It might seem like meetings are the main activity of the discovery is meetings as the development team and business try to get on the same page. Realistically, most of the time is spent translating notes from those meetings into user flows and user stories. For every feature, there will be a handful of stories and for every story, there should be a handful of acceptance criteria.

    These stories are the details that drive the project and tell the dev team exactly what to do, so there's no shortcut around the lengthy process.

    Next steps after discovery

    Once you've finished up the discovery phase, it's on to building the software. By this point, the development team have all the answers they need to start designing and developing.

    Most of the time, we'll jump into a set of wireframes and a prototype to validate our understanding of the requirements through a low-commitment solution. We've written a detailed guide on prototyping so we won't go too deep on the topic!

    Tips and Tricks for the Discovery Phase

    Here are some tricks and tips we've picked up from going through dozens of discovery phases.

    Tools to use

    Since our team are completely remote, we need special tools for coordinating with clients. This is the stack we've come to depend on:

    • Figjam
    • Zoom
    • Jira
    • Planning Poker extension

    Figjam is a great tool to start off with. It's honestly the best collaborative whiteboard tool for talking through ideas. Clients can join Figjma sessions for free, everyone can participate by drawing and adding sticky notes, and everything happens in real-time!

    Zoom is our go-to meeting tool, but we're partial to Google Meet too. Even though meeting online can be a bit more difficult for communication, the benefit is that it's super easy to record the call and go over the details later.

    Jira is our project management tool of choice. Honestly, it's an ugly old beast to use, even for experienced users, but it's built specifically for development teams and it provides a lot of useful functionality.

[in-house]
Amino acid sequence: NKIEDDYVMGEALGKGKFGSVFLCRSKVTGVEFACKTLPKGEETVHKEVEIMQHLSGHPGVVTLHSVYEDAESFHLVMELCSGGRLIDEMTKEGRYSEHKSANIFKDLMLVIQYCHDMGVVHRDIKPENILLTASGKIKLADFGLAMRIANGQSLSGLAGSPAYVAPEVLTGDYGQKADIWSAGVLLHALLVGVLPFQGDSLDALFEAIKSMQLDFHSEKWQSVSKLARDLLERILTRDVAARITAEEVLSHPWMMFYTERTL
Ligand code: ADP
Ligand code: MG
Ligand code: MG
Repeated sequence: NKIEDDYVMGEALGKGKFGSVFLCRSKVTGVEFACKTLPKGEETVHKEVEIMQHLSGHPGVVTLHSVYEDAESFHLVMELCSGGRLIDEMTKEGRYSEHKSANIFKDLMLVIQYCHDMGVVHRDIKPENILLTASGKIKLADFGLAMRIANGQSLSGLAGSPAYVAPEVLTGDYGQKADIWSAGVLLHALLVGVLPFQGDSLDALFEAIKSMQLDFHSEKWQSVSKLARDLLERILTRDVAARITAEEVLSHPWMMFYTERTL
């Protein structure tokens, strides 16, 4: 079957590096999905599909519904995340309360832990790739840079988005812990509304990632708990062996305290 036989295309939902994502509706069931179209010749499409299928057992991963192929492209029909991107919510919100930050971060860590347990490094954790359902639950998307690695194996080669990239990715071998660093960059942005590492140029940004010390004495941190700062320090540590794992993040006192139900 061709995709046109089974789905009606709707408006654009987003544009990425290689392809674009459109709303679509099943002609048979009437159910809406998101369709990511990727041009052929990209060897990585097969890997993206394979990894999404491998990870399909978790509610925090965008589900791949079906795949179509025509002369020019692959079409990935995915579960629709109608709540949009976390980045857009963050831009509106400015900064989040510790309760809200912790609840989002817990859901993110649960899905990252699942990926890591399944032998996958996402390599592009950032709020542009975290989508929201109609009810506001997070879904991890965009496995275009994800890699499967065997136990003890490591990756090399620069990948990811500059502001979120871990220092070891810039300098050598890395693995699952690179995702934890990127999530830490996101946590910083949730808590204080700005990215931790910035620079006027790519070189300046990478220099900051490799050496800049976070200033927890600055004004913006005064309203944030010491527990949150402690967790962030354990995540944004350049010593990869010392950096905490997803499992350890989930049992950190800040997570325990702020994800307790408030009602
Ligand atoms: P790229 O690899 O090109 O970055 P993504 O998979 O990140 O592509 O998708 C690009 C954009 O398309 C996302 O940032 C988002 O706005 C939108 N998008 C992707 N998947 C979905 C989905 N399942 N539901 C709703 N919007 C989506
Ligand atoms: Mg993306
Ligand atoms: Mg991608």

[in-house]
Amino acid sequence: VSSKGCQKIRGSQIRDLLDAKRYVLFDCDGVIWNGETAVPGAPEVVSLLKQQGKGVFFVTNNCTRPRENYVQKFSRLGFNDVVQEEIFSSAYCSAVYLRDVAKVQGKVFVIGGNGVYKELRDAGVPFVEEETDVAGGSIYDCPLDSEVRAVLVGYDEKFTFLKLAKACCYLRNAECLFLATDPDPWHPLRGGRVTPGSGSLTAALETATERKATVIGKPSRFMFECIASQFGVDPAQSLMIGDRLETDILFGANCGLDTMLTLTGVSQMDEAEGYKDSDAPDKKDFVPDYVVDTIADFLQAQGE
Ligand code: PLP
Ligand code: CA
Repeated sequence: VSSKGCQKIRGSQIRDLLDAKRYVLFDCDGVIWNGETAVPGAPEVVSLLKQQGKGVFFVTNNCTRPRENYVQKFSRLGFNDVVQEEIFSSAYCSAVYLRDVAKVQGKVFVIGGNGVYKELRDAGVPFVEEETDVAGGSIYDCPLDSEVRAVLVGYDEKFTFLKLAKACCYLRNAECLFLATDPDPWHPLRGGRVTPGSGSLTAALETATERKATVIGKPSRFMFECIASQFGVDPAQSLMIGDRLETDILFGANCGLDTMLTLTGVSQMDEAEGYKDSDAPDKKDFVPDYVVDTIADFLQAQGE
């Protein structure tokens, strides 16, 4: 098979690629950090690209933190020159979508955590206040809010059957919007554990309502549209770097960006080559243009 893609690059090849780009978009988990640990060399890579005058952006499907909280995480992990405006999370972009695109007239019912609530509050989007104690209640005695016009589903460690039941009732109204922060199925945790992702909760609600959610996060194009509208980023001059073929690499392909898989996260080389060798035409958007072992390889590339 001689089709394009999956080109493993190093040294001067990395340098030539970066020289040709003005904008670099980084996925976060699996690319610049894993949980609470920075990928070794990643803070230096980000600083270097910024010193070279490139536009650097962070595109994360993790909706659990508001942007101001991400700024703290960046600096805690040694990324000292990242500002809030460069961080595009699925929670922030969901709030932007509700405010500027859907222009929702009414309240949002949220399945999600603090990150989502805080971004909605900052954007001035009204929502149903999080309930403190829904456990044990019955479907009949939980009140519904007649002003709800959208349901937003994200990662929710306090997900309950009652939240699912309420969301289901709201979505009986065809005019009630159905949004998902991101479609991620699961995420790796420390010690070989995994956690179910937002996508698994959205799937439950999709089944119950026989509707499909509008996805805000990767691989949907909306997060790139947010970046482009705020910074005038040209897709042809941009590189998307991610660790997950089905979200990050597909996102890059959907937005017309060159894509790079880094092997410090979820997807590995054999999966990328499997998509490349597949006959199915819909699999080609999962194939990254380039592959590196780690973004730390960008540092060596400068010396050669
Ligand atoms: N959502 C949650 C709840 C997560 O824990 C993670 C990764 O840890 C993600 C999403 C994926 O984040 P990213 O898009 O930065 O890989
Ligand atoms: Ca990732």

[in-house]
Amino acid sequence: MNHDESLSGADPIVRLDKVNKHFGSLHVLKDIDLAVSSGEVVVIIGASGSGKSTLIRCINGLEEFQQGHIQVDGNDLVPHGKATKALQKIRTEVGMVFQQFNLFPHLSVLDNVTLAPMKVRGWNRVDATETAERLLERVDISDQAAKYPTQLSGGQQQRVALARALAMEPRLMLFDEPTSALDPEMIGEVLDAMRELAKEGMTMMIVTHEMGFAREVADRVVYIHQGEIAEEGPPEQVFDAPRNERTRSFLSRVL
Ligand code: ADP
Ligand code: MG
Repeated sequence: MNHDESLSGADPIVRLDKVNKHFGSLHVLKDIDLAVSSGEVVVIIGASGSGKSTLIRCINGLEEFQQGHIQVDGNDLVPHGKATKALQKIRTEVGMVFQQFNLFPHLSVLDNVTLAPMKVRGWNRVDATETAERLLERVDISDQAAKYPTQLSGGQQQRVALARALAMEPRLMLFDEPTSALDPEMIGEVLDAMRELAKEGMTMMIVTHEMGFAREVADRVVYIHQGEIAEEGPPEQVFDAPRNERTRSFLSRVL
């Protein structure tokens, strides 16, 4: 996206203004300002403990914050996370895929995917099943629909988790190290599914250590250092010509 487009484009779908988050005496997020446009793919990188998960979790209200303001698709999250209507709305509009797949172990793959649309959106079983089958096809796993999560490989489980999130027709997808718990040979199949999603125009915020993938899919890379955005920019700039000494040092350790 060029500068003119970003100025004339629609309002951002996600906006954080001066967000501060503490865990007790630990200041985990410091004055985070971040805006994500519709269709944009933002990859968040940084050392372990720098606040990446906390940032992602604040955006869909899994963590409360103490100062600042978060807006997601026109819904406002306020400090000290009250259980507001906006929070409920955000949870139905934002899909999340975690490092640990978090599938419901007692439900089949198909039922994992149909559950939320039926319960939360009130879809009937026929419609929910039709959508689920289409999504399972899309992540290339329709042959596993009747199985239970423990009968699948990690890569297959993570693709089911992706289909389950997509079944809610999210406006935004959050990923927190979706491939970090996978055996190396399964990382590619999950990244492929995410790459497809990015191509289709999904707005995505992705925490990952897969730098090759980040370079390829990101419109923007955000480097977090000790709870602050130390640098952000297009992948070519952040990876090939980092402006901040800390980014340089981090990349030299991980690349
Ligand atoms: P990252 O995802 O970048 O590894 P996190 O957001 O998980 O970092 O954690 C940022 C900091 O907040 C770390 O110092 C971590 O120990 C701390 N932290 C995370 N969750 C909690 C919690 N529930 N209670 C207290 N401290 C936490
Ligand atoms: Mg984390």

Since we create estimates for each of the user stories during the discovery phase, we like to use a tool called Planning Poker to facilitate the process. The idea behind Planning Poker is that everyone on the team gets a set of cards they can assign to a story to indicate how much effort is required. The final estimate won't be locked in until everyone on the team agrees on a single estimate.

    Behaviour Driven Development Acceptance Criteria

    We've mentioned user stories and acceptance criteria a few times since they're the best mechanism for capturing requirements. Our favourite approach for capturing user stories is behaviour driven development (BDD).

    The idea behind BDD is to think through all the scenarios around a feature and then capture them using the Gerkin or Cucumber format like this

    A user requirement looks like this:

    As an administrator
    When I try to run a revenue report
    It will run succesfully because I have the right credentials

    In the requirement above, the feature is a revenue report that can only be run by an administrator. The other scenarios that might happen are:

    • A non-administrator tries to access the report and it fails
    • A non-authenticated admin tries to access the report directly and can't because they're not logged in
    • An administrator tries to run the report without entering any filters or values

    This is a pretty basic example, so there aren't too many different scenarios that would realistically happen. For more complex features that developers may struggle to understand, having a batch of examples can be a massive help!

    The only downside to BDD is it takes a long time to capture the requirements upfront. But it's worth it when the feature is built with all the edge cases in mind.

    Wrapping up

    That's it for our overview of the discovery phase in software development. If we haven't answered your question, or there's something you'd like to know, leave a question below and one of our team will get back to you in a few business days.

    Written by
    Tim Davidson

    Tim Davidson

    Tim is the face of the company. When you want to kick off a new project, or an update on your existing project, Tim is your man!